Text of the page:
Building on three years of discussions on FAA budget and governance issues, the MAC has now adopted by unanimous vote a revised set of four guiding principles for reform (which I am reproducing verbatim from MAC member Stephen VanBeek's recent article from LeighFisher's Global Outlook (Oct. 11, 2013):

  1. Create a sustainable financial future for the FAA: The most important goal is to establish a funding system that provides dedicated and sufficient user-based revenues to pay for FAA obligations. MAC members believe that general fund support for the aviation industry should be phased out as soon as possible in order to insulate the agency and the provision of user services from day-to-day politics.
  2. Separate a new commercialized Air Traffic Organization (ATO) from the FAA: Modeled after other Air Navigation Service Providers (such as Nav Canada), separate the service-oriented ATO from the FAA and appoint a board consisting of users and aviation stakeholders to oversee [the ATO's] work. MAC members strongly believe that ATO reform must be accompanied by overall aviation policy reform due to the links between policy and funding decisions.
  3. Assess and codify FAA authorities and programs: Simplify statutes, regulations, and policy by reviewing existing rules and procedures and eliminating redundant regulatory oversight. MAC members believe that this process will result in significant savings to the FAA and will obviate the need for a near-term increase in user revenues after the phase-out of general fund support.
  4. Reform the tax structure: Eliminate the current mix of AATF taxes and fees and replace it with transparent schedules of cost-based fees that provide sufficient funding for services such as air traffic control and aircraft certification. MAC members believe that new schedules should be (1) revenue neutral and (2) flexible in their administration in order to gain the confidence of stakeholders and facilitate the transition to the new system.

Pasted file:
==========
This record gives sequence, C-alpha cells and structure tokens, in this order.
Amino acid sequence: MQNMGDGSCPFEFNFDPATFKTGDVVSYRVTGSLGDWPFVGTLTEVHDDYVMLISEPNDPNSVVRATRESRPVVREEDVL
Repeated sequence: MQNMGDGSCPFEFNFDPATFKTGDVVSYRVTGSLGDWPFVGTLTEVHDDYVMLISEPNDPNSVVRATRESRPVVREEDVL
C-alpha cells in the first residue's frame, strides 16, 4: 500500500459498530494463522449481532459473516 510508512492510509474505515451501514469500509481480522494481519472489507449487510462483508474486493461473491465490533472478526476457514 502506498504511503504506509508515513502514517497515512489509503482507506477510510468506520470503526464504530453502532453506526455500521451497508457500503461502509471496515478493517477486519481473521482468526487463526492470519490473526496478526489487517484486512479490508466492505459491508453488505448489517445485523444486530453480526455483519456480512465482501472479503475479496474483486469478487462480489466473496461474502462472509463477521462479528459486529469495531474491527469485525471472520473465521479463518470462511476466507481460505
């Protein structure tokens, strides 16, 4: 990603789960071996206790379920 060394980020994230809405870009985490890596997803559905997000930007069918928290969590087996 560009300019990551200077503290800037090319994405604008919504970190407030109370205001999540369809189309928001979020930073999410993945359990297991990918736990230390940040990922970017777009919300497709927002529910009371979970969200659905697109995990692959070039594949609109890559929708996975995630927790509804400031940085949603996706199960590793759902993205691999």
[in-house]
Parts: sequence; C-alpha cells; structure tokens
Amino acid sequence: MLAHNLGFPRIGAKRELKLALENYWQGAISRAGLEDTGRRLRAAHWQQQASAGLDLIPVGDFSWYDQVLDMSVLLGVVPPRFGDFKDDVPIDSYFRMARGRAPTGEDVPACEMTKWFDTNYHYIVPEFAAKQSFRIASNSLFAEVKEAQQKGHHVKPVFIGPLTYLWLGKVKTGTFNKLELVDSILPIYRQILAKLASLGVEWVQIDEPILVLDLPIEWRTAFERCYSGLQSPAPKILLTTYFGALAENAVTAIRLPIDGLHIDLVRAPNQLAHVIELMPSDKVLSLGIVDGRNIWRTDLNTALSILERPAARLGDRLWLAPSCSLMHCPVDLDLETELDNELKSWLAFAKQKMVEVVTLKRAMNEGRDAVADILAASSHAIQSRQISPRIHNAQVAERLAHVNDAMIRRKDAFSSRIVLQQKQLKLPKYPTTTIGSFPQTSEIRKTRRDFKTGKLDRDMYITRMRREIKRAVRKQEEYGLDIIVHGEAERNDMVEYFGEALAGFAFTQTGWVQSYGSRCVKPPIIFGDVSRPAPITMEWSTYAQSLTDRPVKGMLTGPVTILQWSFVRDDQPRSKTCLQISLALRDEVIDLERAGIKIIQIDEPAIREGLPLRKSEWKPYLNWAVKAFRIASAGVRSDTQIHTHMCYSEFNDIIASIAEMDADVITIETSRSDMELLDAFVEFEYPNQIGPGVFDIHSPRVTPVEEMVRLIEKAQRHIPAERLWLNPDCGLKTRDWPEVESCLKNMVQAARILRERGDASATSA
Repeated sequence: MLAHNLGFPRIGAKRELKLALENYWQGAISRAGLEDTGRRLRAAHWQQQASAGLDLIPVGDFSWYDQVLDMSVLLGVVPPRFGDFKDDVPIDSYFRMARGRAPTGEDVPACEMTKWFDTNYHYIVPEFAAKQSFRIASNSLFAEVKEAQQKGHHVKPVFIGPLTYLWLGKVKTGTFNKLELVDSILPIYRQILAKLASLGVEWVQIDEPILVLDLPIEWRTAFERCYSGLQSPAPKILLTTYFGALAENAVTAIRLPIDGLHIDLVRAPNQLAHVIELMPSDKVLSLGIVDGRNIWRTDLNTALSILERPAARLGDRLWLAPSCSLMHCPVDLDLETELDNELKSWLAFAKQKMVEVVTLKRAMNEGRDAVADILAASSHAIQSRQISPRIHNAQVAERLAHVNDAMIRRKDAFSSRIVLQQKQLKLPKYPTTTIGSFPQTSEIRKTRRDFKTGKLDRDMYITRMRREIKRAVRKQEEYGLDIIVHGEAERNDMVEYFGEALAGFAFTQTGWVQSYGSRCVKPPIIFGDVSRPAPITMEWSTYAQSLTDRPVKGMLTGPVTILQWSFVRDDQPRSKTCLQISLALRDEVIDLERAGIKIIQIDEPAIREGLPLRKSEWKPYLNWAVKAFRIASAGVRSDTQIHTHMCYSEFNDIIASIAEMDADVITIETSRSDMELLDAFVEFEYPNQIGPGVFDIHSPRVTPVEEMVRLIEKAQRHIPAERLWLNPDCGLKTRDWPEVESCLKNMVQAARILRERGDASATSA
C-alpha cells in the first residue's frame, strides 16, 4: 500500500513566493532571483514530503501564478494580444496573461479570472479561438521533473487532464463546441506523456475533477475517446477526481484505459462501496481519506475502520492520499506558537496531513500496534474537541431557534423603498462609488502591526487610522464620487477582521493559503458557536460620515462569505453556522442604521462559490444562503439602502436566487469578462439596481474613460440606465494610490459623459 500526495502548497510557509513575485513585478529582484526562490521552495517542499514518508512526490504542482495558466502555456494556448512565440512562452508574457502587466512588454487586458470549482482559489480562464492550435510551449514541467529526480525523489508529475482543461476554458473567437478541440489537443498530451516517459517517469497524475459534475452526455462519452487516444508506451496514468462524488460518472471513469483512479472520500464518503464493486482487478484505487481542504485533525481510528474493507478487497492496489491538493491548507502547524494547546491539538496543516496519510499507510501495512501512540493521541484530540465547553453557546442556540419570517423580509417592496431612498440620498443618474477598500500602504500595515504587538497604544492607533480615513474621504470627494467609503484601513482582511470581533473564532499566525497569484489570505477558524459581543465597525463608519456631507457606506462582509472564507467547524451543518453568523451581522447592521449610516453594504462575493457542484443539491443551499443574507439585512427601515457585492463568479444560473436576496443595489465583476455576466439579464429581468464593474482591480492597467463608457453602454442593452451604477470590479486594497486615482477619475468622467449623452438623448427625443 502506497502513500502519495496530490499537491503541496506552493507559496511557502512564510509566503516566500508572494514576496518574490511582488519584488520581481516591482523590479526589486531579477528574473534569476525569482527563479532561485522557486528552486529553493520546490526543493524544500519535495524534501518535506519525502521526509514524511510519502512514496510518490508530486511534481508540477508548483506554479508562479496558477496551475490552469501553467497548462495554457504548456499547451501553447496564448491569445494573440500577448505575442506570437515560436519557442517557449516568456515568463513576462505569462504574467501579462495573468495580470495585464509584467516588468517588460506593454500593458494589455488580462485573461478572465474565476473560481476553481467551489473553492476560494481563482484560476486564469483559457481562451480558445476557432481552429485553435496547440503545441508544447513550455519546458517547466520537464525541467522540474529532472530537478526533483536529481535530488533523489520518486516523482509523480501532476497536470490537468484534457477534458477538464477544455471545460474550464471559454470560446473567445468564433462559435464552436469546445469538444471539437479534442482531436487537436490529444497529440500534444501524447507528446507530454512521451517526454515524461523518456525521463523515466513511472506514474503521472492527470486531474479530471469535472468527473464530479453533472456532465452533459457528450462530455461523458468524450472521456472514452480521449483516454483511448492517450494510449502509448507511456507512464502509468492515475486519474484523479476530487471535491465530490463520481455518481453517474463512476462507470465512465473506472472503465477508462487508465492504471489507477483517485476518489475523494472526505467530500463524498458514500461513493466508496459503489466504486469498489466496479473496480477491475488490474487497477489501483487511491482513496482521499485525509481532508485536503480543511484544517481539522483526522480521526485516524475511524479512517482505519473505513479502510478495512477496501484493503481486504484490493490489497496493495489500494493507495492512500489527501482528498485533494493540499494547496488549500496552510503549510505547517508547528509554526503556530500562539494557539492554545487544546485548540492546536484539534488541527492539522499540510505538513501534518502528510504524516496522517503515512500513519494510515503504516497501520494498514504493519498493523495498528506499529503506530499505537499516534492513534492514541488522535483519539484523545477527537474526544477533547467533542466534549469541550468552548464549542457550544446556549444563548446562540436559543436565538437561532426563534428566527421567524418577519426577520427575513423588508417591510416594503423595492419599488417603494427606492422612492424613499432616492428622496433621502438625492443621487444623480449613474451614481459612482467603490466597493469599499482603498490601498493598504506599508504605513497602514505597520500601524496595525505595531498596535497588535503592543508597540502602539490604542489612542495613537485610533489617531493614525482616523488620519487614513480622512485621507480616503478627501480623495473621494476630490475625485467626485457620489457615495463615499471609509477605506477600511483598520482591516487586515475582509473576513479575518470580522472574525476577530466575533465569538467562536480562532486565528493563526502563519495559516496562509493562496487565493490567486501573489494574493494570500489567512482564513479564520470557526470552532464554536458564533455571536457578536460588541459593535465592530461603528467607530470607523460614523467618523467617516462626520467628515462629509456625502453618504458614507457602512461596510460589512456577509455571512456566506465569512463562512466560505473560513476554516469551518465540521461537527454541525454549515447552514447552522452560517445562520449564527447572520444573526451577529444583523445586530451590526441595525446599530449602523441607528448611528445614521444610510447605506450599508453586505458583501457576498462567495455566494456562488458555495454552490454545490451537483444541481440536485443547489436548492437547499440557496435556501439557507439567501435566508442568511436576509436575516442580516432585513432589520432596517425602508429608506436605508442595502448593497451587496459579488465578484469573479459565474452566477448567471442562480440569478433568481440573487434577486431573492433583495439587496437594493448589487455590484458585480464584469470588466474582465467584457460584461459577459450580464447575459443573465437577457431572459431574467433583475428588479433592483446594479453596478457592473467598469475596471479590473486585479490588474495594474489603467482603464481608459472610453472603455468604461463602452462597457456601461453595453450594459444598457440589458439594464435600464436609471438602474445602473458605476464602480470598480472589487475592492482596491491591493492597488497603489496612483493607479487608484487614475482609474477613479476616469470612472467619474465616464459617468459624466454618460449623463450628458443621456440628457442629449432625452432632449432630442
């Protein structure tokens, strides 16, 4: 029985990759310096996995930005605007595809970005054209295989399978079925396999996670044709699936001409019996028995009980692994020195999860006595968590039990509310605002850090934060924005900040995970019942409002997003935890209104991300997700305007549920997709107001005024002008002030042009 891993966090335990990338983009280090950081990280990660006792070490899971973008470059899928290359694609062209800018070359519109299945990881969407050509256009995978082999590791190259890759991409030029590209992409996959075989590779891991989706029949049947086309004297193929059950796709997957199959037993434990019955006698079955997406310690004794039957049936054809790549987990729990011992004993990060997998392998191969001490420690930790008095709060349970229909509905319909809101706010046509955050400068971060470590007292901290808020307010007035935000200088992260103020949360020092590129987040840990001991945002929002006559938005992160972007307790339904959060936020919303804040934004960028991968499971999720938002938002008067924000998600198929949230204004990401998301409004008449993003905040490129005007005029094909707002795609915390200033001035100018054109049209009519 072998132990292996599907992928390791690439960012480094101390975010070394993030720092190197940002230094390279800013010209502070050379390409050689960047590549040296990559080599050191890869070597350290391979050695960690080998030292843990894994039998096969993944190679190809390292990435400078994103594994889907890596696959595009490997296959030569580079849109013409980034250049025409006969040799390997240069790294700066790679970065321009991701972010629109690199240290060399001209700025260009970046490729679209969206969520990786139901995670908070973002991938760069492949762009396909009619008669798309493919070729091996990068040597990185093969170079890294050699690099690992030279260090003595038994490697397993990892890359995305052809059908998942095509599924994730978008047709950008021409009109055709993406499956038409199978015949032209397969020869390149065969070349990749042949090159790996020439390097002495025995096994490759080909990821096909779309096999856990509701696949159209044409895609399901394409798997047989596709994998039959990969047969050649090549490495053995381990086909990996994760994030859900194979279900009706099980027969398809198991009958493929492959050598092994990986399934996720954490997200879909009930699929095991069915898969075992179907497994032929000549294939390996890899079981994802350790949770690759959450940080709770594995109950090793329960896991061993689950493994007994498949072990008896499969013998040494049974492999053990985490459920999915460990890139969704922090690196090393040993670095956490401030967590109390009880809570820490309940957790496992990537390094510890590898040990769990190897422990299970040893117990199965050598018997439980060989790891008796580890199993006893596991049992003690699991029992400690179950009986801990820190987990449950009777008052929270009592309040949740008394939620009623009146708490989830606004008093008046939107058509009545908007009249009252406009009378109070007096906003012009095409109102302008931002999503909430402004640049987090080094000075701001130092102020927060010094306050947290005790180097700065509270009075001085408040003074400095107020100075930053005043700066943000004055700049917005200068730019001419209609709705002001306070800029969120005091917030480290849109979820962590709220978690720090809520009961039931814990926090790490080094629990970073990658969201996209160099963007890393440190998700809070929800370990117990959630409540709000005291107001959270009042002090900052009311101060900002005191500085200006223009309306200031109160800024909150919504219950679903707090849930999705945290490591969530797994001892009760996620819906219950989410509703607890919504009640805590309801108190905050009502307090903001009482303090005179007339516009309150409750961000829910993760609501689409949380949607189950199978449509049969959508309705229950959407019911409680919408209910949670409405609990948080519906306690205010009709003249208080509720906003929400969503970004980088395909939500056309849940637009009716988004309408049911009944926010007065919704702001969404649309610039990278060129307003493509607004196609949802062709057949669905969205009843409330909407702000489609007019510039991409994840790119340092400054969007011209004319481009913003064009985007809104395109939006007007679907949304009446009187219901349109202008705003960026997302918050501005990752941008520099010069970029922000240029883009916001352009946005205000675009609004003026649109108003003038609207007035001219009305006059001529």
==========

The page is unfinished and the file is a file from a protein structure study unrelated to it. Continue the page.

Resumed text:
VanBeek closes his article by mentioning MAC discussions with aviation stakeholders, whose response to these ideas has been generally positive. That's because the stakeholder groups appreciate the dire (and worsening) situation facing the FAA, the ATC system, and NextGen. This situation has not gone unnoticed overseas. The latest Global Competitiveness Report of the World Economic Forum ranked the U.S. 31st out of 142 nations in the quality of its ATC infrastructure, down from 12th in 2008

The think tank community is also stepping up its involvement in ATC reform. The Eno Transportation Center released a report this month, "Addressing Future Capacity Needs in the U.S. Aviation System." Among other things, it calls for separating the ATO from FAA and possibly corporatizing it as a nonprofit corporation. The Hudson Institute next month will release a study assessing the relatively low level of innovation in the US ATC system and recommending reform of ATC governance and funding.

FAA Administrator Michael Huerta has opened the door for discussions along these lines. In a much-discussed speech before the Aero Club of Washington, he called upon his aviation audience as follows: "One thing I think is vitally important is for the aviation industry to start having serious conversations about the structure of our aviation system, as well as the way we fund it, In the past, we have had debates over how to fund our system. I have heard from many of you that these discussions, which have historically been difficult, are starting to happen. And that's significant."